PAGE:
PLANS have been submitted seeking permission to build 45 new homes in a Wrexham village.

Wrexham Council has received an application earmarked for land off St Mary’s Avenue in Overton.

It has been submitted by developers Pickstock Homes and a planning statement has been issued on their behalf by Lambert Smith Hampton outlining the proposals.

According to the application the site was designated as sound for development in Wrexham’s draft Local Development Plan, although that blueprint was rejected by councillors last week who voted against implementing it.

The proposed development would feature a mix of single storey and two storey dwellings; nine two-bedroom homes, 21 three-bedroom homes and 14 four-bedroom homes.

“The site is located approximately 130m to the east of Overton’s main high street”, the planning statement says.

“The site is surrounded by a mix of land uses including residential, education, commercial and sport facilities and is well positioned to access a number of services.

“Just over 30 per cent of the housing provision will be affordable, meaning 14 affordable dwellings are proposed out of the proposed 45 units.

“Each of the proposed dwellings have well-proportioned private gardens as well as curtilage landscape area fronting onto the estate road.

“Parking is included within the curtilage of the dwellings in line with the council's parking strategy.”

The Leader: A view of the land in Overton where the development is plannedA view of the land in Overton where the development is planned (Image: Wrexham Council planning documents)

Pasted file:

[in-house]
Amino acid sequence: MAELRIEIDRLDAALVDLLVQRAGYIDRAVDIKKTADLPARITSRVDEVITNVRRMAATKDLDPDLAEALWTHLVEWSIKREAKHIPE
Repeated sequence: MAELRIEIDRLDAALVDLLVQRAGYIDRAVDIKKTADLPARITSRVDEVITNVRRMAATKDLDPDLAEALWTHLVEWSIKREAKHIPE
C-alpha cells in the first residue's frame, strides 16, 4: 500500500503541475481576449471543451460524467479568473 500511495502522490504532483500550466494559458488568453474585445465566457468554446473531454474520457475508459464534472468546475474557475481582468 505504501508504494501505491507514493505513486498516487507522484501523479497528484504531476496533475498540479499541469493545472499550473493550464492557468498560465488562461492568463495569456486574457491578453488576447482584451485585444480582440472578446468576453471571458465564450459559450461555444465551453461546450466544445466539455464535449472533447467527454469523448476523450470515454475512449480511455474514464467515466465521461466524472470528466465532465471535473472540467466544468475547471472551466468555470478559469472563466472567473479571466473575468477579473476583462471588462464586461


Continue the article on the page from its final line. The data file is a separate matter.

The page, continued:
The planning statement adds: “The house types will include traditional detailing, corbeled brick eaves, brick arches, stone cills and oak porches.

“Street patterns within the development have also been chosen to reflect those currently existing within the locality.”

The ongoing environmental issue of phosphates – which can cause water pollution in rivers - has also been addressed in the planning documents.

Natural Resources Wales (NRW) has targets to reduce phosphate levels in special areas of conservation across Wales and while they, the Welsh Government, and local authorities have been working to find a solution to the issue, it has seen progress stall on proposed local developments in the past year or so.

In separate notes on the phosphates issue, the applicants behind this proposal say: “There is an argument that the increase in phosphate would be negligible and since the sensitive area is not currently failing its phosphate levels it follows that the development would not need to be strictly phosphate neutral in this instance.

“If however strict phosphate neutrality needed to be achieved, the tertiary treatment at the outfall of the WWTW (waste water treatment works) would be seen as a viable option through an appropriately designed constructed wetland to remove sufficient phosphorus entering the sensitive site.”

Wrexham Council planners will make a decision on the application at a future date.